Other Factors to Consider
- Warm-ups and stretching – a general warm-up (raising body temperature) is of a lesser priority when time is limited. Instead, only focus on specific warm-ups which will prepare you for lifting heavy loads. Stretching does not need to be prioritised as resistance training itself will improve mobility and flexibility when exercises are taken through a full range of motion.
- Rest Periods – adequate rest between sets is important for optimising gains in strength and hypertrophy. Rest periods vary depending on the training goal, with 3-5 minutes for strength, 1-2 minutes for hypertrophy, and 30-60 seconds for muscular endurance. Untrained individuals are advised to rest for 1-2 minutes, while trained individuals should rest for at least 2 minutes. Various training techniques such as supersets, dropsets, and rest-pause training can help reduce passive rest without compromising results.
- Training modalities – it is recommended to use free weights and/or machines for training and supplement with bodyweight and resistance band exercises. Both machines and free weights have time-efficiency benefits, with machines requiring less coordination and easier resistance changes, while free weights allow for performing multiple exercises with the same equipment.
- Load – traditional beliefs suggest different loads for specific goals, but evidence shows similar hypertrophic responses across a wide range of repetition ranges as long as effort and set volume are matched. High loads are superior for strength gains and are more time-efficient due to fewer repetitions, but it can be metabolically taxing. Training to failure is not necessary for growth and strength gains with heavy loads, and taking every set to failure will lead to excessive fatigue. Emphasising the 6-12 repetition maximum (RM) range seems to be most effective for targeting both strength and hypertrophy (Iversen et al., 2021).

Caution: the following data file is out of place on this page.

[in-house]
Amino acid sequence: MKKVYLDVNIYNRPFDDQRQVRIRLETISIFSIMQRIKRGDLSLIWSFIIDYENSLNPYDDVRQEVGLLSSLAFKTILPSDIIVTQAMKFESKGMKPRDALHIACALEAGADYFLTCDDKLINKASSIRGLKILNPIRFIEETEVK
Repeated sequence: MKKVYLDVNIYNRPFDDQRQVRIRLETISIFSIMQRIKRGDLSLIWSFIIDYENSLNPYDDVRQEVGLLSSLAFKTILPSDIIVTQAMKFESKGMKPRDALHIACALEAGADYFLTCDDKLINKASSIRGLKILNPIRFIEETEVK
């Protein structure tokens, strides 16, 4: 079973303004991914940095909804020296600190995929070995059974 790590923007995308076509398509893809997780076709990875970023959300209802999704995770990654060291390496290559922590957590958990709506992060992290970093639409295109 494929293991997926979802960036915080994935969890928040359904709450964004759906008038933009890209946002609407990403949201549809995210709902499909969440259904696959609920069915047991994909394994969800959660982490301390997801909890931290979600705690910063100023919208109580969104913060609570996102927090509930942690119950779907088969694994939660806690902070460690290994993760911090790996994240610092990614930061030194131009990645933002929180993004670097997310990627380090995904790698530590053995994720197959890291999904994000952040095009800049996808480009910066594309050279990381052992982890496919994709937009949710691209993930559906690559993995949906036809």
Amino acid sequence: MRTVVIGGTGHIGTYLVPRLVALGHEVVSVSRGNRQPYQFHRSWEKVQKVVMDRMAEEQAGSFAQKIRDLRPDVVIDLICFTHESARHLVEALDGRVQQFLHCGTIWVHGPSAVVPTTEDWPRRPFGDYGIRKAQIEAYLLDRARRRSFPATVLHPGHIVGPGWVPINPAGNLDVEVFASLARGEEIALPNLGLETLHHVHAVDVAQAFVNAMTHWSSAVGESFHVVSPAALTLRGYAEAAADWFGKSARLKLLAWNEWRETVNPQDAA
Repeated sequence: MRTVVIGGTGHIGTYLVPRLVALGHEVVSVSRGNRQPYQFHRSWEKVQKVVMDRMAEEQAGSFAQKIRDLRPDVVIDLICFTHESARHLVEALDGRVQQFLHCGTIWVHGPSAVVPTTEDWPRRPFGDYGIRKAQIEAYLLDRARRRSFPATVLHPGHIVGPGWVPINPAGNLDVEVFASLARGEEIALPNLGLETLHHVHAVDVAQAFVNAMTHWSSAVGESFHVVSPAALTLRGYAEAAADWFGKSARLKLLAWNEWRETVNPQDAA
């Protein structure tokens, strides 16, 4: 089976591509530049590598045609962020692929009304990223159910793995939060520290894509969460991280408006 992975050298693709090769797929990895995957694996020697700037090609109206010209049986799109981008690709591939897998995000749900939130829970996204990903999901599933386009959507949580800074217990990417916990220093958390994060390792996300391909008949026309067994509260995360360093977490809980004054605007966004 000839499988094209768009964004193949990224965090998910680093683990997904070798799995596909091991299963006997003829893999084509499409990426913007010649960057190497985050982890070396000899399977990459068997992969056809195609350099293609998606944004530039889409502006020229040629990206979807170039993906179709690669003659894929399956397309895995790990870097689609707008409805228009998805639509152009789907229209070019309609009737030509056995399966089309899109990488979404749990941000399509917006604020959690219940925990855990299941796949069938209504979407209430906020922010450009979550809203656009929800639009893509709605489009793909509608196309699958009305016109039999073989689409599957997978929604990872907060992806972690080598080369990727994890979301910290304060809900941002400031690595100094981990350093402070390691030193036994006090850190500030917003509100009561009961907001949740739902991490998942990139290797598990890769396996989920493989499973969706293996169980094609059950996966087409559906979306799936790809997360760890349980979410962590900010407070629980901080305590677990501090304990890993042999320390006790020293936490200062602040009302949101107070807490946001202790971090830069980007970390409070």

In conclusion, while finding time for exercise may be a challenge in our busy lives, there are practical strategies that can help maximise training efficiency and maintain a consistent fitness routine. Incorporating these strategies and tailoring them to your busy schedule will allow you to make progress towards your fitness goals. By optimising your training efficiency and maintaining a consistent fitness routine, you can achieve remarkable results even with limited time. At Dabbs Fitness, we are dedicated to helping our clients navigate their busy schedules and reach their fitness aspirations. Remember, consistency is key. If you can make exercise a regular part of your routine, you can certainly reach your fitness goals, no matter how busy you are.
Iversen, V.M., Norum, M., Schoenfeld, B.J. and Fimland, M.S., 2021. No time to lift? Designing time-efficient training programs for strength and hypertrophy: a narrative review. Sports Medicine, 51(10), pp.2079-2095.
Rosa, A., Vazquez, G., Grgic, J., Balachandran, A.T., Orazem, J. and Schoenfeld, B.J., 2023. Hypertrophic Effects of Single-Versus Multi-Joint Exercise of the limb Muscles: A systematic review and meta-analysis. Strength and conditioning journal, 45(1), pp.49-57.
Wewege, M., Van Den Berg, R., Ward, R.E. and Keech, A., 2017. The effects of high‐intensity interval training vs. moderate‐intensity continuous training on body composition in overweight and obese adults: a systematic review and meta‐analysis. Obesity Reviews, 18(6), pp.635-646.